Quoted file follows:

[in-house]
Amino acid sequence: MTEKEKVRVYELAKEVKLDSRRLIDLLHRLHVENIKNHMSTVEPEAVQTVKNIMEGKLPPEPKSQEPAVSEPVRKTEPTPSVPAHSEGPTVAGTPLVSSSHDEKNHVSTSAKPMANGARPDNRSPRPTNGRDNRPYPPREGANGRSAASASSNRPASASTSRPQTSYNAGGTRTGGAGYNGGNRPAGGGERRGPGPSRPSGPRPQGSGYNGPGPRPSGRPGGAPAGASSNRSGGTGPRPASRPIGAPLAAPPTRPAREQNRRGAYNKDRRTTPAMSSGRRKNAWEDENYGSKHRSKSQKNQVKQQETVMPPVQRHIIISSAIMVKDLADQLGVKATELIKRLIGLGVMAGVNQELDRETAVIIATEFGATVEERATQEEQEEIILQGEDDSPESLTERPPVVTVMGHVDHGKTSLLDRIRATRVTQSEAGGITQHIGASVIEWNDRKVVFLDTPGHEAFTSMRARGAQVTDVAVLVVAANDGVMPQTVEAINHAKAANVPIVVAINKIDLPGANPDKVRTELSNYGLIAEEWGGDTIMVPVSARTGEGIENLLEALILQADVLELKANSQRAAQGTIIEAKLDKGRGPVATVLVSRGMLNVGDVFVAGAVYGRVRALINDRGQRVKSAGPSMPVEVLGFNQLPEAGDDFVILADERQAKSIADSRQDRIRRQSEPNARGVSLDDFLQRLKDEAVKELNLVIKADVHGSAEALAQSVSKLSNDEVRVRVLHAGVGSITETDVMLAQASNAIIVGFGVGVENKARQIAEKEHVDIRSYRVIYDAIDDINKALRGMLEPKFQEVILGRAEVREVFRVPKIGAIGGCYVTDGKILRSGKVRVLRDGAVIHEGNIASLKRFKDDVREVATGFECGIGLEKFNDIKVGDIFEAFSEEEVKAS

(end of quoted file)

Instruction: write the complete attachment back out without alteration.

[in-house]
Amino acid sequence: MTEKEKVRVYELAKEVKLDSRRLIDLLHRLHVENIKNHMSTVEPEAVQTVKNIMEGKLPPEPKSQEPAVSEPVRKTEPTPSVPAHSEGPTVAGTPLVSSSHDEKNHVSTSAKPMANGARPDNRSPRPTNGRDNRPYPPREGANGRSAASASSNRPASASTSRPQTSYNAGGTRTGGAGYNGGNRPAGGGERRGPGPSRPSGPRPQGSGYNGPGPRPSGRPGGAPAGASSNRSGGTGPRPASRPIGAPLAAPPTRPAREQNRRGAYNKDRRTTPAMSSGRRKNAWEDENYGSKHRSKSQKNQVKQQETVMPPVQRHIIISSAIMVKDLADQLGVKATELIKRLIGLGVMAGVNQELDRETAVIIATEFGATVEERATQEEQEEIILQGEDDSPESLTERPPVVTVMGHVDHGKTSLLDRIRATRVTQSEAGGITQHIGASVIEWNDRKVVFLDTPGHEAFTSMRARGAQVTDVAVLVVAANDGVMPQTVEAINHAKAANVPIVVAINKIDLPGANPDKVRTELSNYGLIAEEWGGDTIMVPVSARTGEGIENLLEALILQADVLELKANSQRAAQGTIIEAKLDKGRGPVATVLVSRGMLNVGDVFVAGAVYGRVRALINDRGQRVKSAGPSMPVEVLGFNQLPEAGDDFVILADERQAKSIADSRQDRIRRQSEPNARGVSLDDFLQRLKDEAVKELNLVIKADVHGSAEALAQSVSKLSNDEVRVRVLHAGVGSITETDVMLAQASNAIIVGFGVGVENKARQIAEKEHVDIRSYRVIYDAIDDINKALRGMLEPKFQEVILGRAEVREVFRVPKIGAIGGCYVTDGKILRSGKVRVLRDGAVIHEGNIASLKRFKDDVREVATGFECGIGLEKFNDIKVGDIFEAFSEEEVKAS